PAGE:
The calendar may say it's the most wonderful time of the year but maybe you aren't feeling it quite yet. To help, we've asked some of our colleagues around the world to share their favorite holiday treats (no surprise, most are enjoyed with a beer!) that just might inspire new ways for you to celebrate this very unusual holiday season.
Starting south of the equator, you won't find ‘chestnuts roasting on an open fire' in December. Instead, it's braai season (a.k.a. barbecue) in South Africa, where sizzling sausages and smoky, grilled meats are the main attraction.
“Some of my best holiday memories are of my family and friends sitting around a fire, enjoying the natural beauty of Cape Town with an ice-cold Castle Lager and braai,” says Lynn Wicomb-Leibrandt, head of external quality for AB InBev Africa. “It's like heaven on earth.”
At the family home of Clarissa Pantoja, Director for Corona in Mexico, a pot of vatapá is always bubbling on the stove on Christmas.
“This is a traditional Afro-Brazilian meal popular in the northern part of the country where my family is from,” she explains. “It's a heavy dish made with shrimp, nuts and spices, and it's a perfect match for an easy drinking beer, like Skol.”
Vatapá also tops the holiday menu for Carolina Coelho Loureiro, our Beer Knowledge and Culture Ambassador in Brazil. Her family prepares a similar stew made with fish, called Moqueca de Peixe.
“Both these foods are made with coconut milk and palm oil, meaning they have a strong flavor and are slightly greasy,” says Carolina. “For balance, we like to pair them with an IPA, such as Goose IPA or Colorado Indica.”
Heading north to the US, Max Bakker isn't afraid to admit that his favorite holiday indulgence is a little polarizing. “It's true, I'm a big fan of fruitcake,” he says. “I order one every year from my favorite bakery in Texas to enjoy throughout the holidays.”
Max is a Master Cicerone® so naturally he pairs his fruitcake with beer. He suggests a winter ale that has “rich malt flavors of toffee, walnut, molasses, and light milk chocolate balanced by a nice moderate hop bitterness, fruity hop aroma and a warming finish”. In other words, it goes perfectly with a dense cake filled with rum-soaked dried fruits.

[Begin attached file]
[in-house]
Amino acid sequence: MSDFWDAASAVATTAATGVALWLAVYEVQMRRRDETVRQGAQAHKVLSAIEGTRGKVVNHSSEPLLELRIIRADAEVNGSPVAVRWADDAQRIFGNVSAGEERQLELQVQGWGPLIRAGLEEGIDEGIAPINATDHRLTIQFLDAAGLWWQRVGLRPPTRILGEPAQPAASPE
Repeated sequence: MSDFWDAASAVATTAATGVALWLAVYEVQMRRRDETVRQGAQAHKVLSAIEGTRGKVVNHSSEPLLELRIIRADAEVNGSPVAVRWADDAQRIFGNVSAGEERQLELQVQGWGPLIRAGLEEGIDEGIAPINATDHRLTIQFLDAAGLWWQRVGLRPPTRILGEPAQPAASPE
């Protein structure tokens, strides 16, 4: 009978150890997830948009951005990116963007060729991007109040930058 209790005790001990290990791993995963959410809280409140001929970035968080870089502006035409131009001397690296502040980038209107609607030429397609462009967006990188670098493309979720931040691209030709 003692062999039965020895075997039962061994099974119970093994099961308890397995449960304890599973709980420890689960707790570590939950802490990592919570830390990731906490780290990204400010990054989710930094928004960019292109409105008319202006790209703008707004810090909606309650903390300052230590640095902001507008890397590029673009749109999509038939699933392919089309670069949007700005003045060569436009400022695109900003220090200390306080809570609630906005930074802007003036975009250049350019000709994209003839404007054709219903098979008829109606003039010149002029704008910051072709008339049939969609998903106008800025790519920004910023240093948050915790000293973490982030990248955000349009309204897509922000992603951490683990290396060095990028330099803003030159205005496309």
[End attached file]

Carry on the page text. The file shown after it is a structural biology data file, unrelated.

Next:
Ryan Daley, a fellow Master Cicerone®, is also a traditionalist when it comes to holiday treats. His go-to is a classic peanut butter blossom cookie with a pint of irish stout.
“One of my favorites is Breckenridge Nitro Irish Stout,” he says. “The bitterness and roast character of the stout perfectly contrast with the sweetness of the cookie.”
Traveling further to Moscow, you'd best have two unique salads on your table for New Year's Eve, says Galina Petrushkina, our Organization Development Manager.
“In Russia and Ukraine, we always have a colorful, layered salad called, ‘herring under a fur coat' and olivier salad,” she says. “I know the mixture of ingredients may seem very weird, but I was brought up with this festive meal so it's a favorite!”
And on New Year's Day, rice cake soup called ‘tteokguk' is a beloved tradition for our PR Specialist Joon Woo Kim in Seoul, Korea.
“My family eats this soup to signify we are becoming another year older,” he says. “It's starchy and comforting, made with sliced rice cakes in beef broth, and goes well with the fresh and light taste of Cass, Korea's most popular beer.”
No matter where in the world or what's on their table, all our colleagues agreed that there's one thing that makes this time year of special, even when the pandemic has many of us celebrating while at a distance.
“Any time spent with your family and the people you love, it warms your heart,” says Joon. “Those are the best holiday memories.”